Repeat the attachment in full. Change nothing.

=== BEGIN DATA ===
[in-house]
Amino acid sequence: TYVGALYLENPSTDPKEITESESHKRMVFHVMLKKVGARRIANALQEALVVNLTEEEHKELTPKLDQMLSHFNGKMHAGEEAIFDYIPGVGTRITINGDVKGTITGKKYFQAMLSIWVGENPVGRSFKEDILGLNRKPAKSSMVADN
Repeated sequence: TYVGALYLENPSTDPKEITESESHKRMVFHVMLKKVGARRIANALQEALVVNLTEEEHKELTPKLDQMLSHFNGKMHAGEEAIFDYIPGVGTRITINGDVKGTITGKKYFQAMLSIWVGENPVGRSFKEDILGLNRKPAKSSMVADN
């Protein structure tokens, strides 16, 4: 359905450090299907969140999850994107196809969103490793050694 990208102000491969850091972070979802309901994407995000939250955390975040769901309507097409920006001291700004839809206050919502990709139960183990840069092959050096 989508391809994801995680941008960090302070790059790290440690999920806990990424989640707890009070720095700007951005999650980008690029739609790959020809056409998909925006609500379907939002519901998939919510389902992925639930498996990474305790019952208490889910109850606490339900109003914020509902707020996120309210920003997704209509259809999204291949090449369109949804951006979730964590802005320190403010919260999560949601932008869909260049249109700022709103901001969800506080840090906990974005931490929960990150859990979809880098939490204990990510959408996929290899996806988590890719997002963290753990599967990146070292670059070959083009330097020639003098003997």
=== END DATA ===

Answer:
[in-house]
Amino acid sequence: TYVGALYLENPSTDPKEITESESHKRMVFHVMLKKVGARRIANALQEALVVNLTEEEHKELTPKLDQMLSHFNGKMHAGEEAIFDYIPGVGTRITINGDVKGTITGKKYFQAMLSIWVGENPVGRSFKEDILGLNRKPAKSSMVADN
Repeated sequence: TYVGALYLENPSTDPKEITESESHKRMVFHVMLKKVGARRIANALQEALVVNLTEEEHKELTPKLDQMLSHFNGKMHAGEEAIFDYIPGVGTRITINGDVKGTITGKKYFQAMLSIWVGENPVGRSFKEDILGLNRKPAKSSMVADN
């Protein structure tokens, strides 16, 4: 359905450090299907969140999850994107196809969103490793050694 990208102000491969850091972070979802309901994407995000939250955390975040769901309507097409920006001291700004839809206050919502990709139960183990840069092959050096 989508391809994801995680941008960090302070790059790290440690999920806990990424989640707890009070720095700007951005999650980008690029739609790959020809056409998909925006609500379907939002519901998939919510389902992925639930498996990474305790019952208490889910109850606490339900109003914020509902707020996120309210920003997704209509259809999204291949090449369109949804951006979730964590802005320190403010919260999560949601932008869909260049249109700022709103901001969800506080840090906990974005931490929960990150859990979809880098939490204990990510959408996929290899996806988590890719997002963290753990599967990146070292670059070959083009330097020639003098003997």